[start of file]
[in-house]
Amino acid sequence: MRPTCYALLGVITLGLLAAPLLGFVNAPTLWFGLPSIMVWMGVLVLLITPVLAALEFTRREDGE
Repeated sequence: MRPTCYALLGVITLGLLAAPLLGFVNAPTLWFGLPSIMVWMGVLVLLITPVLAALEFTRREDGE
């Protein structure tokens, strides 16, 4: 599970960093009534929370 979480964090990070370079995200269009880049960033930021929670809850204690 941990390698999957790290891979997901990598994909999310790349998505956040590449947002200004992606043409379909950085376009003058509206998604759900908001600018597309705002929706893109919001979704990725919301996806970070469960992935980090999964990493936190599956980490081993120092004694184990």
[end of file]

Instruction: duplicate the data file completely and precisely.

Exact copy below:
[in-house]
Amino acid sequence: MRPTCYALLGVITLGLLAAPLLGFVNAPTLWFGLPSIMVWMGVLVLLITPVLAALEFTRREDGE
Repeated sequence: MRPTCYALLGVITLGLLAAPLLGFVNAPTLWFGLPSIMVWMGVLVLLITPVLAALEFTRREDGE
């Protein structure tokens, strides 16, 4: 599970960093009534929370 979480964090990070370079995200269009880049960033930021929670809850204690 941990390698999957790290891979997901990598994909999310790349998505956040590449947002200004992606043409379909950085376009003058509206998604759900908001600018597309705002929706893109919001979704990725919301996806970070469960992935980090999964990493936190599956980490081993120092004694184990």